The procedure whereby a bill becomes an Act of Parliament is lengthy and has evolved over many centuries. The main stages of a bill in the House of Commons are first reading, second reading, committee, report, and third reading. The first reading is purely formal. If the bill is controversial, the second reading debate is likely to occupy a full parliamentary sitting. The debate is about the principle embodied in the bill, not its detail.
After second reading, most bills are sent to a standing committee for detailed discussion. The bill (unless guillotined) is considered clause by clause, amendment by amendment. The inbuilt government majority will ensure that most opposition amendments are defeated, but there are occasional revolts by government supporters.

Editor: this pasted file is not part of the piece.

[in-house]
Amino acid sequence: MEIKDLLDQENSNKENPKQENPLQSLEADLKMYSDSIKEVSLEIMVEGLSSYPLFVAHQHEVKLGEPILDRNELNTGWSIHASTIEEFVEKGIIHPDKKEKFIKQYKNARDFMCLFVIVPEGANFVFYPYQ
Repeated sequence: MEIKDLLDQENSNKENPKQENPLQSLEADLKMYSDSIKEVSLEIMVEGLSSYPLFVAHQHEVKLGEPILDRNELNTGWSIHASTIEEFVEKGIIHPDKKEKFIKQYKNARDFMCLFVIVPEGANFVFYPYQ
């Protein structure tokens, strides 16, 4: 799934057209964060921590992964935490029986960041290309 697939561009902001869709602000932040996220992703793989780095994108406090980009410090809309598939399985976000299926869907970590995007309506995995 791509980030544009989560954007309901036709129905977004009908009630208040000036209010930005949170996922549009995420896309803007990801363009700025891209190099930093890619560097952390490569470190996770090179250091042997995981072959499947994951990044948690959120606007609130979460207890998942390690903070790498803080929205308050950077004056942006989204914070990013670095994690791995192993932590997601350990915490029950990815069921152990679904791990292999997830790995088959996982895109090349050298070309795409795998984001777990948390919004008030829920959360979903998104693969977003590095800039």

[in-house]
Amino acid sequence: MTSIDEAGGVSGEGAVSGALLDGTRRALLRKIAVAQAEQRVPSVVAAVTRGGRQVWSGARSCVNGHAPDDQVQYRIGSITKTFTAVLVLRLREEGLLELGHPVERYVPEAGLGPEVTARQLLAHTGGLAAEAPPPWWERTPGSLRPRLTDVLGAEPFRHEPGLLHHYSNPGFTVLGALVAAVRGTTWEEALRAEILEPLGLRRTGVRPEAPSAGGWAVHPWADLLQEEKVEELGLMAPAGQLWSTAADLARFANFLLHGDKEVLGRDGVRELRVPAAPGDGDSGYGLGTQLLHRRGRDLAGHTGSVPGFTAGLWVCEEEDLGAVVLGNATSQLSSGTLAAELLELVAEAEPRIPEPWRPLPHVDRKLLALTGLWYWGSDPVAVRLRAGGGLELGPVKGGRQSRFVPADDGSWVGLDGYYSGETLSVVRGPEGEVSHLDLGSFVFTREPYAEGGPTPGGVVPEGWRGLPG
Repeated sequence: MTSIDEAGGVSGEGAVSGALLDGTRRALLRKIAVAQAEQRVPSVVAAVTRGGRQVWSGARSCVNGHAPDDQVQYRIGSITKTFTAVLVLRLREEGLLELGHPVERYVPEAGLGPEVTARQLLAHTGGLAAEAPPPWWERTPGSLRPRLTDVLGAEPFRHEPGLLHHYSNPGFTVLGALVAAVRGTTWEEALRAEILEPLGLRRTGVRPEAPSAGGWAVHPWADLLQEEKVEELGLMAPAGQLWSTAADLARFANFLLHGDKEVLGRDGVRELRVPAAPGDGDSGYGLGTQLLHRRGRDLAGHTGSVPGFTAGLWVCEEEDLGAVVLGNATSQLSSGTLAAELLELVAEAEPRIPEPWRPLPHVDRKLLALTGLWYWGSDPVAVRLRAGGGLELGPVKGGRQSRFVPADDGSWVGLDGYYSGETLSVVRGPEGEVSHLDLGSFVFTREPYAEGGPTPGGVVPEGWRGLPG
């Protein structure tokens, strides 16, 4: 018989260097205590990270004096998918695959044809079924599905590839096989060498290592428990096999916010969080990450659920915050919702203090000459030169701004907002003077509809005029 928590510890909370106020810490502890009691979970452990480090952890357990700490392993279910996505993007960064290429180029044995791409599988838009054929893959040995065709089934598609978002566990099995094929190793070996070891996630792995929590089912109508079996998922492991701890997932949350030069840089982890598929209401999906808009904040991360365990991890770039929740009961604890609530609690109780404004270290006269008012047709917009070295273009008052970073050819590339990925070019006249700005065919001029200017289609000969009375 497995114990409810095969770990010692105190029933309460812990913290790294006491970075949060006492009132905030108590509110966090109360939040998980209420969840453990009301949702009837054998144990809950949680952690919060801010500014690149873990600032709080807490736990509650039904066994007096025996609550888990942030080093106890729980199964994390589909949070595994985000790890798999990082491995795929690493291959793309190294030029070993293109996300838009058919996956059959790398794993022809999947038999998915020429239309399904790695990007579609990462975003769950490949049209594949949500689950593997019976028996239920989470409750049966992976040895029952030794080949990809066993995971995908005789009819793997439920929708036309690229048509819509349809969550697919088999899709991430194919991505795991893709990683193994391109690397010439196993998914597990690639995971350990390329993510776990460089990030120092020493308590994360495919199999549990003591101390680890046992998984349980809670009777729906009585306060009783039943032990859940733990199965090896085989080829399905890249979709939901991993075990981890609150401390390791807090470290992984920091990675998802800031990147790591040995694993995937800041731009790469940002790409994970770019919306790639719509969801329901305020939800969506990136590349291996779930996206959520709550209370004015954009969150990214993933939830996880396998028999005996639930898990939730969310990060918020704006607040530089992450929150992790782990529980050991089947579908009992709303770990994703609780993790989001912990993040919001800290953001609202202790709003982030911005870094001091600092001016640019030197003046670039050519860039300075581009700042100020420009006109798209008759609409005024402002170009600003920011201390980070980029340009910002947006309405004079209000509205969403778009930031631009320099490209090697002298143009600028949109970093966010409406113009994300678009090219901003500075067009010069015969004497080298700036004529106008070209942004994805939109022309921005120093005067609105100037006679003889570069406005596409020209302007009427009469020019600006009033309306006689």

The bill, as amended, goes back to the full House for its report stage: this is a rather less thorough version of the committee stage. The last stage is the third reading, when the House once again debates the principle of the bill. If, as is likely, it passes at this stage, the bill will go to the House of Lords to undergo a similar process. The main difference is that the committee stage in the Lords will be taken (normally) in the full House. If passed with amendments, the bill goes back to the Commons to consider the changes. For the bill to become law in that session, the two Houses will have to agree on the full text. The bill is then sent to the monarch for royal assent, which is invariably given.
The procedure outlined is that for public bills. Private bills, those relating to a particular corporation, individual, or company, go through a distinct, complex, and semi‐judicial process.
Subjects: British History.